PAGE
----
When you’re shopping for some audio gear for gaming purposes, you probably won’t even be looking at this review in the first place. But if your budget cannot go beyond $15 bucks, then look no further – the HD381F has your back. They may not have the pro-level detailing of the MEE M6 PRO or the cinematic awesomeness of the DUNU Titan 1, but if you don’t have the cash to spend on either you won’t be disappointed with the 381F. Their smooth sound signature isn’t well-suited for gaming, but they do have pretty good positional accuracy, so you shouldn’t miss out on too much. Bottom line, they just work.

EQ Response, Amplification

The HD381F’s 16 ohm impedance and 103 dB sensitivity figures guarantee the HD381F will play loudly on mobile devices without turning up the volume too much. As such, an amp won’t really do much to improve the sound of the 381F besides the natural improvements from higher-end gear. That being said, there aren't any headphones or earphones on the market that cannot be improved with a little bit of EQ.

As I stated earlier, I felt the HD381F was a little bit lacking in higher frequency “snap”, so a quick boost to the treble did wonders to retrieve a little of the details that they had trouble getting without the EQ.


The Superlux HD381F is sold at about $13 at As I also said earlier, these IEMs deliver a level of performance comparable to that of IEMs priced much, much higher. With that said, it's hard not to recommend this to anyone looking for IEMs with a tight budget.


Versus DUNU Titan 1 ($130):
Several times throughout this review I've made comparisons to the DUNU Titan 1 – an IEM ten times the price. But despite the massive differences in price and use of materials, the two IEMs sound surprisingly similar. No, I’m not joking around; they really do sound similar, to the point where the only differences I hear are tighter bass, brighter treble, a slightly larger soundstage, and a cleaner midrange from the Titan 1. Beyond that they’re really similar sound-wise – from the tonality, to their all-around capability. It’s safe to say I’m really impressed with them here.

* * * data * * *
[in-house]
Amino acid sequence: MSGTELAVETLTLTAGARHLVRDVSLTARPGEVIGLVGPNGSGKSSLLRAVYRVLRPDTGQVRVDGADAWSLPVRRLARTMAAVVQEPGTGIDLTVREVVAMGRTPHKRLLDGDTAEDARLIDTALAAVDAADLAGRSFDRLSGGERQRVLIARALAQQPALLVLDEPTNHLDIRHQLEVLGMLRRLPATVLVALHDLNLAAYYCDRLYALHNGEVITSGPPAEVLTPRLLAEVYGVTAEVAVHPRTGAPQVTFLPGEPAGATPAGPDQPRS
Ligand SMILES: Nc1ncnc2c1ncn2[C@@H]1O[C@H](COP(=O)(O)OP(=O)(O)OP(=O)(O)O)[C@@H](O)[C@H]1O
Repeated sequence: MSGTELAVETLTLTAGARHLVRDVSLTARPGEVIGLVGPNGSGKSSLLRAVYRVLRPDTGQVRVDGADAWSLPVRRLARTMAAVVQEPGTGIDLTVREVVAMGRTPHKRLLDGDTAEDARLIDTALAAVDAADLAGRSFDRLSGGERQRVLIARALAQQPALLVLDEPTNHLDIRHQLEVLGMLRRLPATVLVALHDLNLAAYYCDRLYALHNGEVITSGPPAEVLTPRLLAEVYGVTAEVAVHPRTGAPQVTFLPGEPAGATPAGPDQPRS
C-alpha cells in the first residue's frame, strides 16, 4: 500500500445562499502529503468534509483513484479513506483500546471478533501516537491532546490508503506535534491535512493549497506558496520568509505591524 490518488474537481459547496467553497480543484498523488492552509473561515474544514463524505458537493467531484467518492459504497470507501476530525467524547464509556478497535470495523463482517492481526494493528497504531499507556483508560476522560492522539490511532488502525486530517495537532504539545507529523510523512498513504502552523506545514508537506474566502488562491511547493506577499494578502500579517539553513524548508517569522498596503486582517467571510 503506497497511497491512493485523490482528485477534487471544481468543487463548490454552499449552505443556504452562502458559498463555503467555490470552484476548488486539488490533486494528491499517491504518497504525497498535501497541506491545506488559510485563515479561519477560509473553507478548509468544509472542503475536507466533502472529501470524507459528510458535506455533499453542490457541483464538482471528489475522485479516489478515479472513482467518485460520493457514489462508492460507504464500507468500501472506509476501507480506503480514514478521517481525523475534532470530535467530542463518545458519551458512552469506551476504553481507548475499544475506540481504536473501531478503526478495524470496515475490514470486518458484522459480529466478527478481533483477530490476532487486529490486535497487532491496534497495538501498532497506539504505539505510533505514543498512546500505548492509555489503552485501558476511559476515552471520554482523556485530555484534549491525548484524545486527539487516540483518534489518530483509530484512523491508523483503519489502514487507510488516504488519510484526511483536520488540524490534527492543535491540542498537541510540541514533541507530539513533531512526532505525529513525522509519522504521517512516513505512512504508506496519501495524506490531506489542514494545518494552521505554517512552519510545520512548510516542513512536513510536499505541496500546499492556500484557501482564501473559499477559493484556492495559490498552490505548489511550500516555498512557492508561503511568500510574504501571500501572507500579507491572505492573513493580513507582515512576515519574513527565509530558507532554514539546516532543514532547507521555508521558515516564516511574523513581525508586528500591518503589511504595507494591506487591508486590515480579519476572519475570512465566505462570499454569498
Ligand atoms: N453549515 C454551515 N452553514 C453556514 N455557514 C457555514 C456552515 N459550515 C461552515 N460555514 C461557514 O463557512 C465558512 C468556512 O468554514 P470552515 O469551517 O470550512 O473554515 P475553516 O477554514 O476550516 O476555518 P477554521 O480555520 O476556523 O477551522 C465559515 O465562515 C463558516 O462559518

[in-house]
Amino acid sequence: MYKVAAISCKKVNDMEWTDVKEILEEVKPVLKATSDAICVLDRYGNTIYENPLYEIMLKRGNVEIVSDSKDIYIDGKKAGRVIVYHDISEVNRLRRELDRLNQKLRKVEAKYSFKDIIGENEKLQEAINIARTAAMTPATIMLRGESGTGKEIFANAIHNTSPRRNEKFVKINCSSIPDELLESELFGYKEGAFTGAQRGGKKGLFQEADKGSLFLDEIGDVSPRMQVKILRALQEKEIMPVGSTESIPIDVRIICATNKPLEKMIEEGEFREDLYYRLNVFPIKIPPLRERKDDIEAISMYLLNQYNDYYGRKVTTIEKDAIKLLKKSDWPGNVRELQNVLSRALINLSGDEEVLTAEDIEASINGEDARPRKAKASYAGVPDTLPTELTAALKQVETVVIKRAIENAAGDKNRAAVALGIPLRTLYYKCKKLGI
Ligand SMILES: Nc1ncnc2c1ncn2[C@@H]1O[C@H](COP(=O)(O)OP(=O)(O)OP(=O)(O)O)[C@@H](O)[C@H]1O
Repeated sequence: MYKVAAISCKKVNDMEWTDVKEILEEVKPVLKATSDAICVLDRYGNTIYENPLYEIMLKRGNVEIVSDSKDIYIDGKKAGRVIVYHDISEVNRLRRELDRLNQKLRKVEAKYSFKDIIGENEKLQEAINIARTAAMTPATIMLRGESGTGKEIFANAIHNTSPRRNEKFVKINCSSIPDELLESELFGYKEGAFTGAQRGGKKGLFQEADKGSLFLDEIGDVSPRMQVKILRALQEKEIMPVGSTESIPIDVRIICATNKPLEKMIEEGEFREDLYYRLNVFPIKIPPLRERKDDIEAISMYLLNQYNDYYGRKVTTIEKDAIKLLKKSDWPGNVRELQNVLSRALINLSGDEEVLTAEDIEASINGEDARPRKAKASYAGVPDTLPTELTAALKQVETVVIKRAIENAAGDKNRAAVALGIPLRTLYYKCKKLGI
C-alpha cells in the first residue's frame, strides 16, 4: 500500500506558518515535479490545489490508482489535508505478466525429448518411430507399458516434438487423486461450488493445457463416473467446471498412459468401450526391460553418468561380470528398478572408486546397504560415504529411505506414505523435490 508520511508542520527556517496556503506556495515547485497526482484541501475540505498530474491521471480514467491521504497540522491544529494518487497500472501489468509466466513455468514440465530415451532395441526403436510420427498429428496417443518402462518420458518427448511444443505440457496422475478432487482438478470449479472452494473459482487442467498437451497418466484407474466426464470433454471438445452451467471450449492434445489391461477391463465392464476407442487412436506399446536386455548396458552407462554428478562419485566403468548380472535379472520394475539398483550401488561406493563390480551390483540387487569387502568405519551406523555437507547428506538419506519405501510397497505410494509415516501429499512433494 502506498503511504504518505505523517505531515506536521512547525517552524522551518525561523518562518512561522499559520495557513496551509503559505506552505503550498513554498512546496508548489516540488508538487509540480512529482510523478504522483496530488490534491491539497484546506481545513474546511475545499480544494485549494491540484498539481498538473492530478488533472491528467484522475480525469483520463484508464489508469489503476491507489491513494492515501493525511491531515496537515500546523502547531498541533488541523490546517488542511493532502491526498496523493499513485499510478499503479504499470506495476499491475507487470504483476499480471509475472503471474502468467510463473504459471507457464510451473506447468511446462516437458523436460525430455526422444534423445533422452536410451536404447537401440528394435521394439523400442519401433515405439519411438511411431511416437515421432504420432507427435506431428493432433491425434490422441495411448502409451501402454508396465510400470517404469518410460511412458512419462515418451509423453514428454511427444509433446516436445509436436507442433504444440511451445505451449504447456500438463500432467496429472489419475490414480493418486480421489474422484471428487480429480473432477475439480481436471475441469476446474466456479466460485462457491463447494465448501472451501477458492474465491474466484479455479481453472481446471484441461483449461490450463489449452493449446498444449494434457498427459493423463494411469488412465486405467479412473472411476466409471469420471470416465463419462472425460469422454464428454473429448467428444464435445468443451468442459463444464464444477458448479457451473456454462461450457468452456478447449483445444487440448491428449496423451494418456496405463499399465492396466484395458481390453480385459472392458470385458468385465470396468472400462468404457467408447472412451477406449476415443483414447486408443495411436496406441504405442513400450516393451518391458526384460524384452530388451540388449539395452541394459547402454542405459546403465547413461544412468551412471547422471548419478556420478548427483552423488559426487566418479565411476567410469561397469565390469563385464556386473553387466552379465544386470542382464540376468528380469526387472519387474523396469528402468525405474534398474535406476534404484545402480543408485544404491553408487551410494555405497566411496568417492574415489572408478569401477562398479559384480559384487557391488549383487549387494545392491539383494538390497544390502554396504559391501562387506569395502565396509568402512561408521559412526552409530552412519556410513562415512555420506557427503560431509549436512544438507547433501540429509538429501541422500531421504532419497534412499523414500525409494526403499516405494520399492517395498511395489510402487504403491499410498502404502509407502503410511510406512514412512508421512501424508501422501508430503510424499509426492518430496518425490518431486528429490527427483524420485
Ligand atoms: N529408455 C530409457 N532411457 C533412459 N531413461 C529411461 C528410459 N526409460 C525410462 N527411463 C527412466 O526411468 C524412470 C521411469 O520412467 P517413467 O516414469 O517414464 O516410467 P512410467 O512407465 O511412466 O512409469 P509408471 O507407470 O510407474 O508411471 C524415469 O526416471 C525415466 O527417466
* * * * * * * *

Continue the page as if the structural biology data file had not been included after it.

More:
Versus Xiaomi Pistons 3.0 ($16):
I know very few IEMs under $20 that deliver the full package the way the Pistons 3 does. For some reason, they manage to seamlessly blend form, function, and sound into an affordable, accommodating package. That being said, while I do enjoy the 3.0’s overall performance, there are a few IEMs in particular that give a one-up in the most important factor: the sound. The Superlux HD381 is one of those IEMs. Though they look and feel rather cheap, it’s what’s on the inside that counts – and inside these IEMs are drivers that completely blow the Pistons 3.0 out of the water with its smooth, balanced sound signature.

== Conclusion ==

The Superlux HD381F is a bit of a relic in the IEM market – kinda like some centuries-old antique. This little cheapo has no right to be left to bite in the dust like it has way back when. I mean, sure, they aren’t built to last, and they don’t exactly have Pistons 3.0 quality materials, but the sound they put out decimates absolutely everything I’ve heard under $20. This is an IEM you don’t wanna miss, folks, so if any of you happen to look for an IEM that you won’t cry over when it breaks, then look no further. This is it.

Packaging, Accessories
Basic cardboard box, two pairs of eartips, a cable extender, and some sort of shirt clip/cable wrapper hybrid. Can’t expect much else from a $13 IEM.
Design, Build, Microphonics
The HD381F’s plastic build feels rather cheap, but isn’t fragile and will last if taken care of.
Fit, Comfort, Isolation
Having a similar housing shape to the DUNU Titan 1, the HD381F shares its secure, comfortable fit and mediocre isolation.
Deep, thumping, and very well-extended, the HD381F’s bass won’t leave anyone hanging.
Their midrange is one of the best I’ve heard at this price, with a natural tonality that is simply effortless in its delivery.
The HD318F’s treble rolls off smoothly as it reaches the upper limits of human hearing, but I feel they’re a bit laid-back for my tastes.
Their soundstage is neither spacious nor cramped – to be honest, they sound just about right.
Gaming, Movies
The HD381F does well with media outside of music, with their accommodating sound signature working decently with both games and movies.
EQ Response, Amplification
Amplifying the HD381F won’t bring out much else from the drivers, but EQ tweaks sure will.

The Superlux HD381F looks, feels, and is cheap, but don’t let the outward looks fool you; inside is a monster of an IEM that can play with my personal favourites in terms of price to performance.

Suggestions for Improvement

None that are worth noting.

Shout-Outs, Gallery

I’d like to again thank George at for providing a sample of the HD381F covered in this review. I’m not done reviewing just yet – there are a couple more IEMs I’m looking forward to review in time for the summer.

As always, this has been thatBeatsguy of DB Headphones; thanks for reading!


Post a Comment